According to the rules of war during civil war, this is considered a a war crime.
The FSA should be warned that sooner or later they will be condemned for these acts.

Thumb up 13 Thumb down 6

July 19th, 2012, 10:15 am


695. Amir in Tel Aviv said:


OK, they were duals. But the son of a sharmouta who killed them didn’t know that, did he. For him, they were Jews.

This has nothing to do with Israel. This has to do with religion, not nationality. The killer too was a French man, but he was, more importantly, a Muslim.

Thumb up 6 Thumb down 12

July 19th, 2012, 10:23 am


696. habib said:

691. Amir in Tel Aviv

Why are the Israelis pointing at Iran and Hezbollah now, when Sunni Muslims have historically been the sole killers of Israelis in Europe?

Will they exploit this attack against Iran at any cost?

Thumb up 8 Thumb down 8

July 19th, 2012, 10:27 am


697. Mina said:

A bunch of “peaceful demonstrators” attempting to storm the Syrian embassy yesterday. They do not quite look Syrian at all, but do look Salafis to me.
A few hours later, the same attacking the poor Egyptian guards around the embassy

Maybe a wise shaykh should make a fatwa to orient them towards soccer stadiums?

Thumb up 9 Thumb down 8

July 19th, 2012, 10:29 am


698. Juergen said:


well who would blame the Israelis for ponting their fingers toward Tehran and Beirut? And one should not forget the attacks carried out by he Hisbollah in Buenos Aires with over 80 people killed.

Here is what happened this year alone:

“In January, the authorities arrested two locals in Azerbaijan who helped an iranian agent, which are said to have planned an assassination against the Israeli ambassador in Baku and the local chief rabbi of the Jewish community.
In February, the wife of an employee of the Israeli embassy in New Delhi was injured when a bomb exploded at her car attached. On the same day in the Georgian capital Tbilisi a similar attack was prevented . The double attack occurred on the fourth anniversary of the killing of Hezbollah commander Imad Mughnija. He was killed in February 2008 in the Syrian capital Damascus with a bomb. Hezbollah accused Israel was behind this attack.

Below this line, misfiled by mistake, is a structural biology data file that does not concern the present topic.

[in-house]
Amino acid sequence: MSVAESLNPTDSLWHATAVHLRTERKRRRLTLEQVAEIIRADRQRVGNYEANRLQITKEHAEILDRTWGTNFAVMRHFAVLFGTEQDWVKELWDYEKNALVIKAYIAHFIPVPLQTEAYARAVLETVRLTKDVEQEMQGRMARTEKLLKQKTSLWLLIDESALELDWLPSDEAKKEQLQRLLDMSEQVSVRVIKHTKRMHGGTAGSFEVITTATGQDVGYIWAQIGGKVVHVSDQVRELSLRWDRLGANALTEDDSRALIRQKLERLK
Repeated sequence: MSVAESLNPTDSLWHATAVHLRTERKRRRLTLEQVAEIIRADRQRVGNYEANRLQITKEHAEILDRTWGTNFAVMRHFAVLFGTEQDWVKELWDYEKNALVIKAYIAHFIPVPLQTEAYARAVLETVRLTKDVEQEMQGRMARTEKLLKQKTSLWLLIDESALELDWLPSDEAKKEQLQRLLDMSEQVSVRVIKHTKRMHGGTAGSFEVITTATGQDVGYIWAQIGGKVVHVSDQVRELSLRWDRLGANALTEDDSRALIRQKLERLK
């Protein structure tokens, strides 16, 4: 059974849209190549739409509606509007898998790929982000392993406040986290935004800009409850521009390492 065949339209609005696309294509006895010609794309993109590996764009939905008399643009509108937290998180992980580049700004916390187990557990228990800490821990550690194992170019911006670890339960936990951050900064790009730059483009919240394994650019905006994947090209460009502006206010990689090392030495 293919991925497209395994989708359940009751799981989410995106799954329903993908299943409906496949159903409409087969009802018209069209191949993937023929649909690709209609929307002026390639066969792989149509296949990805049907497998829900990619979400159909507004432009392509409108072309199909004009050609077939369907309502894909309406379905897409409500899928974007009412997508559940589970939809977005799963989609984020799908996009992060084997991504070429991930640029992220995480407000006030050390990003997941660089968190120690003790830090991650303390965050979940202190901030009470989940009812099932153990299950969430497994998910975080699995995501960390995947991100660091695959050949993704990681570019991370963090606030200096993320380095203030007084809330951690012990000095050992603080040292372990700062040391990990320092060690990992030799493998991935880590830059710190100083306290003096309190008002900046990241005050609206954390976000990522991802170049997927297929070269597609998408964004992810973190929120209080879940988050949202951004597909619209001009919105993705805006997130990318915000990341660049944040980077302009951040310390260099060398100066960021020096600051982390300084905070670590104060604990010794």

Just two days after New Delhi and Tbilisi a plot against the israeli embassy in the Thai capital Bangkok was unveiled. Several explosions occurred just 4 blocks away from the embassy. The first – probably inadvertently – hit the hiding place of the terrorists. In the destroyed building Iranian documents and money were found: Of the three offenders who turned out to be Iranian nationals had escaped, one, two, were taken in custody.
On 2 July it was announced that the Kenyan intelligence had arrested two Iranians. The two men allegedly plotting attacks on Israelis frequented tourist resorts. Their explosives could have destroyed a medium sized hotel.

On 14 July, the Cypriot police arrested a 24-year-old Lebanese, with a probably fake Swedish passport. Evidence clearly indicated that the man had planned an attack with a missile on an aircraft of the Israeli airline Arkia.”

Thumb up 6 Thumb down 10

July 19th, 2012, 10:31 am


699. habib said:

697. Juergen

Yet no one has been killed, and it’s all just allegations.

Sunnis on the other hand have killed civilian Jews and Israelis (not to mention Christians) in many countries all over Europe the last many years.

Shias have killed Israeli soldiers in Lebanon, yes, but that has been when provoked. Everything else is allegations.

Thumb up 8 Thumb down 8

July 19th, 2012, 10:35 am


700. ann said:


Thumb up 8 Thumb down 7

July 19th, 2012, 10:38 am


Pages: « 19 10 11 12 13 [14] 15 16 17 18 19 » Show All

Post a comment